Where is the innovation here, we’ve had biometrics for years? The only thing new is the ability to actually bring the biometrics to bear, which is an advance in mobile technology, not payments. The payment itself  hasn’t changed, we’re still stuck with the same primary account number (PAN) being used by the same intermediaries (Acquirer, Issuer & Card Scheme), over the same systems we’ve had for decades. Even if you build in tokenisation with these systems they’re still mapped to a PAN in the back-end somewhere.

If you accept that a payment is just a transfer of value from one place to another, true innovation must involve the complete disintermediation of almost every player in the current ecosystem except the banks. Sure, there can be service provider intermediaries, but they will be providing true benefits to consumers and banks alike in the fields of identity management / authentication, anti-fraud, customer service, loyalty and reward programs, ratings and reviews, big data analytics and host of others services of which I can barely conceive.

To be worthy of the term ‘innovative’, any service or product offering must have the following attributes:

  1. Be of practical use, and not just theoretical
  2. Provide long-lasting benefit to all stakeholders
  3. Cannot knowingly stifle or exclude competition

For payments, there are a few more:

  1. Be available to the largest portion of the population possible (including those with disabilities)
  2. Be frictionless to the average consumer, or better yet, invisible
  3. Maintain appropriate confidentiality, integrity and availability of all underlying sensitive data, to meet – or exceed – all current legislation, regulation and best practices

Not one, or even ALL of these things at once should be too much to ask, but it’s never that simple. There will always be those existing players whose power and position can make some of these requirements all but impossible for newcomers. And the newcomers themselves rarely do themselves any favours; disruptive innovation, competitive advantage, and blatant greed all prevent true innovation from reaching the mainstream.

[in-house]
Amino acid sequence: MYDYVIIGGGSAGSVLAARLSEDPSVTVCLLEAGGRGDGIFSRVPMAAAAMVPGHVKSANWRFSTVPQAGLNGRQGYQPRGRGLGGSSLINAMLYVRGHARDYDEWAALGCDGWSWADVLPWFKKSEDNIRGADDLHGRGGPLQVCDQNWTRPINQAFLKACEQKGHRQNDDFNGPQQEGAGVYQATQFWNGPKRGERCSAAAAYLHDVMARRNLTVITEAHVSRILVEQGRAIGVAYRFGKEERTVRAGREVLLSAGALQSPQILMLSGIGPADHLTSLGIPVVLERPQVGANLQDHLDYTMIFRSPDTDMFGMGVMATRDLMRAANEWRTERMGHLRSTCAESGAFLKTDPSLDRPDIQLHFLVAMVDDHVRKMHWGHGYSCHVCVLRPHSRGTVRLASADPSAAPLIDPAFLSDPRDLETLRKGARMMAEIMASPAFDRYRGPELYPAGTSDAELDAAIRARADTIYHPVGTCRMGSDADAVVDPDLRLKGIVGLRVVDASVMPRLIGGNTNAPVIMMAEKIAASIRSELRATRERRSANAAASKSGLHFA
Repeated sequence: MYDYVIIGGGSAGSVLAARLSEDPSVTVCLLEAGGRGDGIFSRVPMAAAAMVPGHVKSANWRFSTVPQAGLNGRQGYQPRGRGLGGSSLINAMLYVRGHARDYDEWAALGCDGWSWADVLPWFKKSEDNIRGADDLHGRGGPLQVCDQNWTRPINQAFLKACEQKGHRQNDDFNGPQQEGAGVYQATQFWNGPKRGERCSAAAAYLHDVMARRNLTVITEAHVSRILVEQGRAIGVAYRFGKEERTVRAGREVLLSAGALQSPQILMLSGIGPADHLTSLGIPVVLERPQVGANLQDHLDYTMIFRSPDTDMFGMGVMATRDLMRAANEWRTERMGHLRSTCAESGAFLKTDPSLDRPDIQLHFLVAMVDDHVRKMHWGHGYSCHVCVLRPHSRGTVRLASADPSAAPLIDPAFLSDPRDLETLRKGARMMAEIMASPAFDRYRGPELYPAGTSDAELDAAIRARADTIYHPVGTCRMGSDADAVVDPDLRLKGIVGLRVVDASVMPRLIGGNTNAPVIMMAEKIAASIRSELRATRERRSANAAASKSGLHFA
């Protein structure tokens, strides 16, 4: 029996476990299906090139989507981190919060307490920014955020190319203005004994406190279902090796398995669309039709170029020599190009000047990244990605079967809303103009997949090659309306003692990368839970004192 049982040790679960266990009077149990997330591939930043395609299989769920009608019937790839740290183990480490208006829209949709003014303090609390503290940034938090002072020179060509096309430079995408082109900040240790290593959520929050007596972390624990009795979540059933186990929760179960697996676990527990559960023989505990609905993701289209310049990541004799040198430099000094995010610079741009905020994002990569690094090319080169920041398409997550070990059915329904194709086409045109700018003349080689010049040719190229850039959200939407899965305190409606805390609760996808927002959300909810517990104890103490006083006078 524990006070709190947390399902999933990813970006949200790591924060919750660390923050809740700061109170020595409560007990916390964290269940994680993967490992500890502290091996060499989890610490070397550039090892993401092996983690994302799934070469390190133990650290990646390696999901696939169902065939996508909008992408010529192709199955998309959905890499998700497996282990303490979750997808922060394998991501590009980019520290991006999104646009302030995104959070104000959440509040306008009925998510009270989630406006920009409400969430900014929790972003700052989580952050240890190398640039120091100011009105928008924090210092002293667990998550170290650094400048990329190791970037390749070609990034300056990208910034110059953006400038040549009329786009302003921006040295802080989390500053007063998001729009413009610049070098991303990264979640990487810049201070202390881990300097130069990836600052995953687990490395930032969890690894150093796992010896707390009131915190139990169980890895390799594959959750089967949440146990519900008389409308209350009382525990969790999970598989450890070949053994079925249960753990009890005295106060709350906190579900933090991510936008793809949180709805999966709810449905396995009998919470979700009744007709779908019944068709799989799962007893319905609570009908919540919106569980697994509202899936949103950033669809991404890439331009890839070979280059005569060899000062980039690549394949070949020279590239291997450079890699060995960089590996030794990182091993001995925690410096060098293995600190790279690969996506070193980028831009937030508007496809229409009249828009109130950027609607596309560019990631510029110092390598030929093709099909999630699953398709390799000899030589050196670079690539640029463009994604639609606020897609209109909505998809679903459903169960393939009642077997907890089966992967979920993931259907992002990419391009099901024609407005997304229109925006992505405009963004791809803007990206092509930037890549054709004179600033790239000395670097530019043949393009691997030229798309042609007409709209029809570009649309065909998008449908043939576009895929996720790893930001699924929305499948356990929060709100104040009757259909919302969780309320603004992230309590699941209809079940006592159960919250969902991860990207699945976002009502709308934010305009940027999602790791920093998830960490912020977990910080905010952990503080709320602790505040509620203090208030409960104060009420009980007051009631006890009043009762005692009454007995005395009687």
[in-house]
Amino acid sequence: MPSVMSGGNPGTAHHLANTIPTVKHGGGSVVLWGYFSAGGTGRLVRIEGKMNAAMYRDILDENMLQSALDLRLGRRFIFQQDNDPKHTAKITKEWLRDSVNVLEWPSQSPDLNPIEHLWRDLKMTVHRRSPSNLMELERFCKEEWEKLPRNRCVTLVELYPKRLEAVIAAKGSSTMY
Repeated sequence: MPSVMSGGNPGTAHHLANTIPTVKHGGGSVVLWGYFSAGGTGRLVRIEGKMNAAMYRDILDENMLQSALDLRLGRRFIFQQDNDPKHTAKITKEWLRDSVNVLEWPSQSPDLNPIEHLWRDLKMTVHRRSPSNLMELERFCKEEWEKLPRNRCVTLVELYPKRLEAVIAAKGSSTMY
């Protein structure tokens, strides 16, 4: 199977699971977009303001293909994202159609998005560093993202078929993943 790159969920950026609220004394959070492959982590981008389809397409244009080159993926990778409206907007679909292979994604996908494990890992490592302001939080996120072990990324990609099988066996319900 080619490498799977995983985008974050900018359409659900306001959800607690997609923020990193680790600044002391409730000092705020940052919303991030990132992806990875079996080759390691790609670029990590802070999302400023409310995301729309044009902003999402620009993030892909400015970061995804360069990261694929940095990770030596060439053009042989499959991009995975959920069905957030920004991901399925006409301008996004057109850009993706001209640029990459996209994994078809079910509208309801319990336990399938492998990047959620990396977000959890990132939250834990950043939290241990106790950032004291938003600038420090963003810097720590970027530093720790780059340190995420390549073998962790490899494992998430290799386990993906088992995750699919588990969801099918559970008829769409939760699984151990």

In payments, like most industry sectors, collaboration is the key to significant and beneficial change, and in a market worth tens of TRILLIONS of £/€/$, I would have thought there was enough to go around.

 

Payments Innovation Should NOT be Disruptive!

By now I think everyone has heard the phrase ‘Disruptive Innovation’, as defined by; “an innovation that helps create a new market and value network, and eventually disrupts an existing market and value network (over a few years or decades), displacing an earlier technology.“. This phase is especially bandied around in payments.

But how many of you have heard the phrase; ‘Sustaining Innovation’, which; “does not create new markets or value networks but rather only evolves existing ones with better value, allowing the firms within to compete against each other’s sustaining improvements.

So if you accept that a payment itself is just a way for you to access your stored value (what we call money) any time / place of your choosing, why is everyone so interesting in disrupting the existing payment ecosystem? And by “everyone” I of course mean those who are trying to either break into market, or those trying to wrest even more control for themselves. Non-cash payments work [for the most part], and you have a large degree of faith in your bank’s ability to protect your monetary assets, do you really want the whole thing to change? Do you even know what it is that you want that’s different from what you have today?

Do things even need to change? Yes, they do. Are there innovations available NOW that make the payments process easier, cheaper, and more secure for the consumer? Yes, there are. Can we expect the entire payment industry to throw out everything they have spent billions on over the last few decades, are used BY billions, just to make room for every start-up with a good idea? No, we can’t, and that’s the real issue here.

In the last 10 years there have only been 2 true disruptors in the payments industry; the mobile phone, and block chains (Bitcoin et al), neither of which has achieved anywhere near its full potential. Yet. Not because the technologies are flawed [necessarily], but because the introduction OF the technologies was done poorly. For mobile devices, the payments challenges included the ‘fight’ between NFC and BlueTooth, the numerous options for security on the device (Secure Elements, Trusted Execution Environments and so on), and the presumed insecurity of the technology overall. For block chains is was, and still is, the almost complete lack of understanding of how they even work in the first place. I’ve looked into them and I still find the concept nearly incomprehensible.